• Sir Nils Olav, a King Penguin, was the mascot and Colonel-in-Chief of the Norwegian King's Guard. He was adopted in 1972 when the King's Guard were in the city for the Edinburgh Military Tattoo, given the rank of visekorporal (lance corporal), and promoted each time the corps visited the city. He died in 1987 and his successor, Nils Olav II, inherited his rank. [19 ] Nils was visited by the Norwegian King's Guard on 15 August 2008 and awarded a knighthood. The honour was approved by the King of Norway, King Harald V. During the ceremony a crowd of several hundred people joined the 130 guardsmen at the zoo to hear a citation from King Harald the Fifth of Norway read out, which described Nils as a penguin "in every way qualified to receive the honour and dignity of knighthood". [20 ]
[ edit] Future developments Main article: Future developments at Edinburgh Zoo The Zoo has an ambitious plan for the next 10–20 years, with an estimated GBP 58 million being required for expansion and development. The Masterplan will see the site divided into four biomes: [2 ]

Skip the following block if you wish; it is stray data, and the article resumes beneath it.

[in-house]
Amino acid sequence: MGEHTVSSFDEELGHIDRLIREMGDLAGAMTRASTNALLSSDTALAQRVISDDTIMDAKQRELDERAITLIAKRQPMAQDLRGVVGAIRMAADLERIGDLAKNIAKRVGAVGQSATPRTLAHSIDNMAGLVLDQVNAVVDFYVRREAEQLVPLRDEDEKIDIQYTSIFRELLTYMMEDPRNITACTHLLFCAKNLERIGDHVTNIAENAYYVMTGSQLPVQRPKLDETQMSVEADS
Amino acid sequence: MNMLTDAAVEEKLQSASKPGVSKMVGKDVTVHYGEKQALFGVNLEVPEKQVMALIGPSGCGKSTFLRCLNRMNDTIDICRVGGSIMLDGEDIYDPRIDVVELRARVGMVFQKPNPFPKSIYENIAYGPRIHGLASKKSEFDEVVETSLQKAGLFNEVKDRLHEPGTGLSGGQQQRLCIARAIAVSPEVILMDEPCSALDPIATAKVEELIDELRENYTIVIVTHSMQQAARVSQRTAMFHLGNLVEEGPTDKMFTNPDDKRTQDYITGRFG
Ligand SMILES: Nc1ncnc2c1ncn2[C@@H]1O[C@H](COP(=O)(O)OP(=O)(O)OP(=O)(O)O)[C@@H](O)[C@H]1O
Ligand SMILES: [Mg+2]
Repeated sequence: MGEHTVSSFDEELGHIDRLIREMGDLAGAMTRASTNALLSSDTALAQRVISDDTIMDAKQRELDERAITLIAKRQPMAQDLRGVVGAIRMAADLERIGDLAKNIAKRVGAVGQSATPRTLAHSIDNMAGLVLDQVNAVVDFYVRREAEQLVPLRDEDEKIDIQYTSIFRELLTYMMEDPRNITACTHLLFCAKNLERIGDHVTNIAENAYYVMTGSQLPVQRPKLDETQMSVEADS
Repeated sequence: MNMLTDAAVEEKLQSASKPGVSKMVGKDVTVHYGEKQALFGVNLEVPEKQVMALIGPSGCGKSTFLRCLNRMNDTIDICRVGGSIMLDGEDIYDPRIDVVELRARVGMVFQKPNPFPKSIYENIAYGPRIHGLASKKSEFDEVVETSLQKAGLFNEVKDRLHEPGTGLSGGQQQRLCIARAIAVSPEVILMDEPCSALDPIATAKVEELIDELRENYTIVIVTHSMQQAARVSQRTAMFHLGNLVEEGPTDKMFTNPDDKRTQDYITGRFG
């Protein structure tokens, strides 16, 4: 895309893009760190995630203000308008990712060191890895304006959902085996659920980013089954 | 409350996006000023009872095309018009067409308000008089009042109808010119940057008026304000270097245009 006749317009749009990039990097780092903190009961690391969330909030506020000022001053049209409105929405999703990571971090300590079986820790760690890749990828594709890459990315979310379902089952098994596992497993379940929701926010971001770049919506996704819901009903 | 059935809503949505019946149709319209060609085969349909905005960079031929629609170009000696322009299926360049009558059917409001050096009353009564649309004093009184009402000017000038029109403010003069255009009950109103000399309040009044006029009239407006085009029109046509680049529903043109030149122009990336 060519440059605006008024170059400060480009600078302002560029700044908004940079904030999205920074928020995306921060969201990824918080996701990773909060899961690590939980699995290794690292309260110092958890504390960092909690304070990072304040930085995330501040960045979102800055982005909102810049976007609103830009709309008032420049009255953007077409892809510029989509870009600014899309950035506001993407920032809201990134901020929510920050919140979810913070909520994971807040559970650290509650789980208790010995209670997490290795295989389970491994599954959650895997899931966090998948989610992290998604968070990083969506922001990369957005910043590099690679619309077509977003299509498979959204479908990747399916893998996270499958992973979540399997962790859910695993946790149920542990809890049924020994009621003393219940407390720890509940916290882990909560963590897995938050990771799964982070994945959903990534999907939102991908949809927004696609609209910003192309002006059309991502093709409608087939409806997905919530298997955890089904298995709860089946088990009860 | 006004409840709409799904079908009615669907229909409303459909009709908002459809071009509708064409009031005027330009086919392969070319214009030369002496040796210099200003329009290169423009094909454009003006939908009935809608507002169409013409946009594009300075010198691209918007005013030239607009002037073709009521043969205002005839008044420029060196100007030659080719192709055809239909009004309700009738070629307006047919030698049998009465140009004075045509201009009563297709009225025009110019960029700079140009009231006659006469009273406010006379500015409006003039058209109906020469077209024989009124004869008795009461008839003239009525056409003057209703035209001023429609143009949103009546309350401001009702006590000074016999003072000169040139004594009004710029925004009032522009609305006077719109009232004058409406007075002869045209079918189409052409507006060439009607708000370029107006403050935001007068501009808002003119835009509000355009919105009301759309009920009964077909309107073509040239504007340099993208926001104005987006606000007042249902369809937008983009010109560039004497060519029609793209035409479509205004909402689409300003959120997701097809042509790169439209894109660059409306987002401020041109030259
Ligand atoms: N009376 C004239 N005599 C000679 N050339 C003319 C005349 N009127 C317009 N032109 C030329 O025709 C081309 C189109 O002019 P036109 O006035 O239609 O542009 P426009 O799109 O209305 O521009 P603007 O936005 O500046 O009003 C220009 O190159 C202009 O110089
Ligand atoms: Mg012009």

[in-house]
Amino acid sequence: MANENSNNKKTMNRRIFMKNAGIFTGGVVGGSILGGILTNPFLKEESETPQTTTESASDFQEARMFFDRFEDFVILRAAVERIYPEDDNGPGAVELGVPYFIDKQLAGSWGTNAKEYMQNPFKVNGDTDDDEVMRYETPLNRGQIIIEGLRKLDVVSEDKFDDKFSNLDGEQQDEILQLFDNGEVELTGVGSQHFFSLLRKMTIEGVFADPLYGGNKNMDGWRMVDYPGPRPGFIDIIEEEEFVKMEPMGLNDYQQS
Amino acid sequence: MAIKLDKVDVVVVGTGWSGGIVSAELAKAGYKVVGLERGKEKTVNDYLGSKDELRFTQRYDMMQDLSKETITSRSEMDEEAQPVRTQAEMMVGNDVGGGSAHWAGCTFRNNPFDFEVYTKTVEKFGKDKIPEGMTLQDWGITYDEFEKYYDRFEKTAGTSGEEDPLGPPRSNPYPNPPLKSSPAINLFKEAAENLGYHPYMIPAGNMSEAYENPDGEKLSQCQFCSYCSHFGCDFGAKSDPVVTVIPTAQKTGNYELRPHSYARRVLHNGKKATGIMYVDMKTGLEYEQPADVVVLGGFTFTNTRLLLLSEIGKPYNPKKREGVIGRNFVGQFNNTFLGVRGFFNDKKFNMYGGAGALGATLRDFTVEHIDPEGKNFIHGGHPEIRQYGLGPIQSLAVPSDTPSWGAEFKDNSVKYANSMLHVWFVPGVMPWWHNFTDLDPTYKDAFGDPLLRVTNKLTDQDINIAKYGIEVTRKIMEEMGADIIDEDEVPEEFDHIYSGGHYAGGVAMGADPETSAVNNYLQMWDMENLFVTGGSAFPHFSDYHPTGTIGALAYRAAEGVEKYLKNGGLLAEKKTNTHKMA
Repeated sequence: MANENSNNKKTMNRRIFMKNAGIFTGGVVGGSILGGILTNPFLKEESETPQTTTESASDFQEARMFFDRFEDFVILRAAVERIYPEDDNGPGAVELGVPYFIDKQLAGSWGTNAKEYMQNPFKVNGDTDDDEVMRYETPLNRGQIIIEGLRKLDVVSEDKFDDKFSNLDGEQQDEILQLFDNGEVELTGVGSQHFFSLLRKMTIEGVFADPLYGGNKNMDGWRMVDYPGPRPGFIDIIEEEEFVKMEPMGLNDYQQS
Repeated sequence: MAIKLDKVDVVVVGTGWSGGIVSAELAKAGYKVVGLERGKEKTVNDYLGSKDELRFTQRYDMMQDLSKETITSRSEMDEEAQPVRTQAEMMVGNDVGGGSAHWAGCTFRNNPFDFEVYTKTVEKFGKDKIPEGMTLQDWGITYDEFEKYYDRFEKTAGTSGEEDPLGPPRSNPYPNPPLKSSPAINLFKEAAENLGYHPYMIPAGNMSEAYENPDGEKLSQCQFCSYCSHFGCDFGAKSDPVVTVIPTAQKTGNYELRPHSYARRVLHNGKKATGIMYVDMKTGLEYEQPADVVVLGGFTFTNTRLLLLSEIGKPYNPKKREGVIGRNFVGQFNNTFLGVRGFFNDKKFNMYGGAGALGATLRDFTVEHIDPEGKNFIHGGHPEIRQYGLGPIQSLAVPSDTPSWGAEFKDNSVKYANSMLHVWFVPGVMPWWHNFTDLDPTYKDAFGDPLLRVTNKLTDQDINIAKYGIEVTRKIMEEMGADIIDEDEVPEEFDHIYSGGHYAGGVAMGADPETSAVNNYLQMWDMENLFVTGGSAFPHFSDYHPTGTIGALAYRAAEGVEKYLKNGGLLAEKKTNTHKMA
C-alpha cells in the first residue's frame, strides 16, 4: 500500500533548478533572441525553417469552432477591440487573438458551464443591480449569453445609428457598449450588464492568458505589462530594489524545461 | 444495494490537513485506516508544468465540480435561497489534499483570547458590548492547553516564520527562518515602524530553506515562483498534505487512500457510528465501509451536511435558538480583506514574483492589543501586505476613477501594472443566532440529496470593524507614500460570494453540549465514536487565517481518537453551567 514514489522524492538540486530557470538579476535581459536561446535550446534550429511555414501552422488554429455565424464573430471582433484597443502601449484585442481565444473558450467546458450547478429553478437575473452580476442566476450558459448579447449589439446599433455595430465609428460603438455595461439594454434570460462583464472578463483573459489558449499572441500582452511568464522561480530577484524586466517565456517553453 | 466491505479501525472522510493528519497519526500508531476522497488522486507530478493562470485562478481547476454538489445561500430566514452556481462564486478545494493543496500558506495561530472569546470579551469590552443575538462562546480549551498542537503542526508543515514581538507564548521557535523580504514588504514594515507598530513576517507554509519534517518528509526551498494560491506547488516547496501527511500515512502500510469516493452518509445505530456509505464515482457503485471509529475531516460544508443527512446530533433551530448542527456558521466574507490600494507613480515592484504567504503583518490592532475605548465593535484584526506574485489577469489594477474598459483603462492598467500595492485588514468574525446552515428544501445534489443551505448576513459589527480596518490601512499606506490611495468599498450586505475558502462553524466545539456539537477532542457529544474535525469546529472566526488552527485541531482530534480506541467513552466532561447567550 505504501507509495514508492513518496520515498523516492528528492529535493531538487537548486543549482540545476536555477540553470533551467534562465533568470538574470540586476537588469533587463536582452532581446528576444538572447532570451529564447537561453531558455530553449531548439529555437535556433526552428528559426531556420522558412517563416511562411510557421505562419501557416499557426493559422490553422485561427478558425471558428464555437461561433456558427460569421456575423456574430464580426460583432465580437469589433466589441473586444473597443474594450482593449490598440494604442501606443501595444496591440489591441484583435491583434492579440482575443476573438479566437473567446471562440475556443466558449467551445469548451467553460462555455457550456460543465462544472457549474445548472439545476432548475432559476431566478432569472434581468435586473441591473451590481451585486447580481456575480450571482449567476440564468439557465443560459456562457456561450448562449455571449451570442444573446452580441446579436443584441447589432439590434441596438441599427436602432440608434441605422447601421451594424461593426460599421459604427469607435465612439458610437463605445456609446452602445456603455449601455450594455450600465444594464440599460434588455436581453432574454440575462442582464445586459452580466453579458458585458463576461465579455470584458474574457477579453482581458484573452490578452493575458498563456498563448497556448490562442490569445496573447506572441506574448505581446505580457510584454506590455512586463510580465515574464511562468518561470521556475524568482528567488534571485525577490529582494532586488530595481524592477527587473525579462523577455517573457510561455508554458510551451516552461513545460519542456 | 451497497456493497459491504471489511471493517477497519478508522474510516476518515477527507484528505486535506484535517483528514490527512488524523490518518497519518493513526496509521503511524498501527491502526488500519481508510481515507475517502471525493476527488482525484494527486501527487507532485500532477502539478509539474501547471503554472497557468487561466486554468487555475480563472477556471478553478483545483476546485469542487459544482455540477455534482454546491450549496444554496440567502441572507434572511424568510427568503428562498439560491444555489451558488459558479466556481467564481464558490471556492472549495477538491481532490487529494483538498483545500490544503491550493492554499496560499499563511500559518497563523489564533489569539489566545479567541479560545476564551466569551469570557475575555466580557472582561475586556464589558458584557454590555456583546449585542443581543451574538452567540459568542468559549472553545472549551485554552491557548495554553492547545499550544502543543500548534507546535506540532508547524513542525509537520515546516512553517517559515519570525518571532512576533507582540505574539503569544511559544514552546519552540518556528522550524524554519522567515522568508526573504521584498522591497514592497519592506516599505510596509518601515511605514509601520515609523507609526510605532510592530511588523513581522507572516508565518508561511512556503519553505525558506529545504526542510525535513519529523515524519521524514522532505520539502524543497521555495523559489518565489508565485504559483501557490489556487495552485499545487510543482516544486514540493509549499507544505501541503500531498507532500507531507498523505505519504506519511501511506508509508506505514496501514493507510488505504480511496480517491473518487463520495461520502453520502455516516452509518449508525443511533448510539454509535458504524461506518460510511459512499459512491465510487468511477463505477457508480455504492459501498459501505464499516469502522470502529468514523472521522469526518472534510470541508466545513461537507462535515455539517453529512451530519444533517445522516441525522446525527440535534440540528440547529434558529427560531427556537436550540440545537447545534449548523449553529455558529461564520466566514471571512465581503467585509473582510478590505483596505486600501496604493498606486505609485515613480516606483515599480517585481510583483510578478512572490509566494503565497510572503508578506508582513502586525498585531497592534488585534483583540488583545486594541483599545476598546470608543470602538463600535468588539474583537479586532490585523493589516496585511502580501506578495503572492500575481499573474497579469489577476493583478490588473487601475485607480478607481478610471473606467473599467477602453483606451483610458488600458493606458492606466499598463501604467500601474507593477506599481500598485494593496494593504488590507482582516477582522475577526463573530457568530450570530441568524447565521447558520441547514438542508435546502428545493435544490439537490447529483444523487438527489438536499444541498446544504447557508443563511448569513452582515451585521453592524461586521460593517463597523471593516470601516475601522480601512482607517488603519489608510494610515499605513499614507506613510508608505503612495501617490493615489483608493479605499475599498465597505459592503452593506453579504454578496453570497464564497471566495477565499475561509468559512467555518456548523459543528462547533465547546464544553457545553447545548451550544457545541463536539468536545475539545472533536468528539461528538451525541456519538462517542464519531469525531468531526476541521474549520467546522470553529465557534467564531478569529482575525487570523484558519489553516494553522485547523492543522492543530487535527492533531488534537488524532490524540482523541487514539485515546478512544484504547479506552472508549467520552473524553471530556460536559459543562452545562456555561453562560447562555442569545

• Grasslands - North Asian, African and South American grasslands and savannah and open plains habitats. Also planned are a recreation of a Nepalese village, African waterhole and a walk-through safari; rhinos, cheetahs, zebras, giraffes, ostrich, antelope and hornbills will be featured.
  • Woodlands - Asian, South American, Far East and Australian woodlands and mixed mountainous forest habitats. Planned exhibits will feature elephants, [21 ] lions, bears, wolves, tigers, birds of prey, kangaroos, wallabies and wombats.
  • Oceans and Wetlands - Arctic, Antarctic, North and South America, Pacific aquatic, tropical wetland and South Atlantic coast habitats. Animals planned for this biome include polar bears, penguins, sea lions, sea otters, manatees, flamingos and capybara.